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Six Apollo flights landed on the moon from 1969 to 1972—and the astronauts on those missions left behind some historic objects! (NASA)

A Park That’s Out of This World

Congress considers creating a national park in outer space

By Jennifer Marino Walters | null null , null

You may have heard of Yellowstone, Yosemite, or Acadia, three of the 59 national parks (areas protected and maintained by a national government) dotting the U.S. The country could gain yet another national park—on the moon!

On July 8, U.S. Representatives Donna Edwards of Maryland and Eddie Bernice Johnson of Texas introduced a bill in Congress that would establish the Apollo lunar landing sites as a national park. These are the sites where six Apollo flights landed on the moon from 1969 to 1972. During the first lunar landing—Apollo 11—U.S. astronauts Neil Armstrong and “Buzz” Aldrin became the first humans to walk on the moon.

“[Creating a national park would] provide for greater recognition and public understanding of this [remarkable] achievement in American history,” the bill states.


The astronauts who walked on the moon during the Apollo landings left behind an array of items that remain there. There’s a part of Apollo 11’s lunar (moon) lander. There, Neil Armstrong left a plaque that reads, “Here men from the planet Earth first set foot upon the moon, July 1969, A.D. We came in peace for all mankind.”

Three golf balls can be found on a hilly part of the moon: Apollo 14 astronaut Alan Shepard hit them after he landed.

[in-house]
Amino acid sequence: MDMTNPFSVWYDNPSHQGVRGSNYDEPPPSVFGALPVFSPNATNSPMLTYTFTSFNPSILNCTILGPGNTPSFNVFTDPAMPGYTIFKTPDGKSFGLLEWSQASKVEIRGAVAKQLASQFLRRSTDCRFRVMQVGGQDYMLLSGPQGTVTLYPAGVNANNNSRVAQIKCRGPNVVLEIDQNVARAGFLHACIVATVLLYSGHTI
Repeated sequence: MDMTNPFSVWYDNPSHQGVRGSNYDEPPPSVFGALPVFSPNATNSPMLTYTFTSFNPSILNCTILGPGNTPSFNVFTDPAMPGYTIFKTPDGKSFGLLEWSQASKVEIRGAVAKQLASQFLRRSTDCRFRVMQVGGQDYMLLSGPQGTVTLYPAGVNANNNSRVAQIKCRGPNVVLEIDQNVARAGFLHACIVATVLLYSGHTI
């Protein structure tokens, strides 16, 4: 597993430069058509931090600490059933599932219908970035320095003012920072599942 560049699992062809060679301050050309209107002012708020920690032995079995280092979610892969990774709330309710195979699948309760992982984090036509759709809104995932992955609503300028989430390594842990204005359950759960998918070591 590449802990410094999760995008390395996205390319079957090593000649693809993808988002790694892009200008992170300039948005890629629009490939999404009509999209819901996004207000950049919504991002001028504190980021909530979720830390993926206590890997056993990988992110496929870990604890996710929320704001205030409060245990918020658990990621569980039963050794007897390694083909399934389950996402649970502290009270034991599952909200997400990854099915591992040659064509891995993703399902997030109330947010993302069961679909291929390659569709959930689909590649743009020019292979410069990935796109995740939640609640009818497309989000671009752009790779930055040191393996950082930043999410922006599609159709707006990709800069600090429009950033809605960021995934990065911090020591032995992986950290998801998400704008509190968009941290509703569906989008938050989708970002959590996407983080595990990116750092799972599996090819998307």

Moon buggies were left behind by Apollo 16 and Apollo 17 astronauts. And even the astronauts’ footprints remain in the areas where they walked!

Representatives Edwards and Johnson are worried that in the future, astronauts from other countries will take these artifacts. China, Japan, Russia, and India have all spoken about going to the moon sometime in the next 10 to 15 years. The Representatives’ bill, called the Apollo Lunar Landing Legacy Act, would give the U.S. official ownership rights over the artifacts.

But if the bill were to be signed into law, it could face a big obstacle. Nearly 50 years ago, the U.S. and about 100 other nations signed the 1967 Outer Space Treaty, which prohibits any country from claiming property in outer space. The agreement, however, does not specifically mention parts of the moon—so the U.S. could possibly get around it.

“[The Apollo Lunar Landing Legacy Act] addresses an increasingly important aspect of our cultural heritage,” Representative Edwards said in a speech, “that I want to be available for future generations.”

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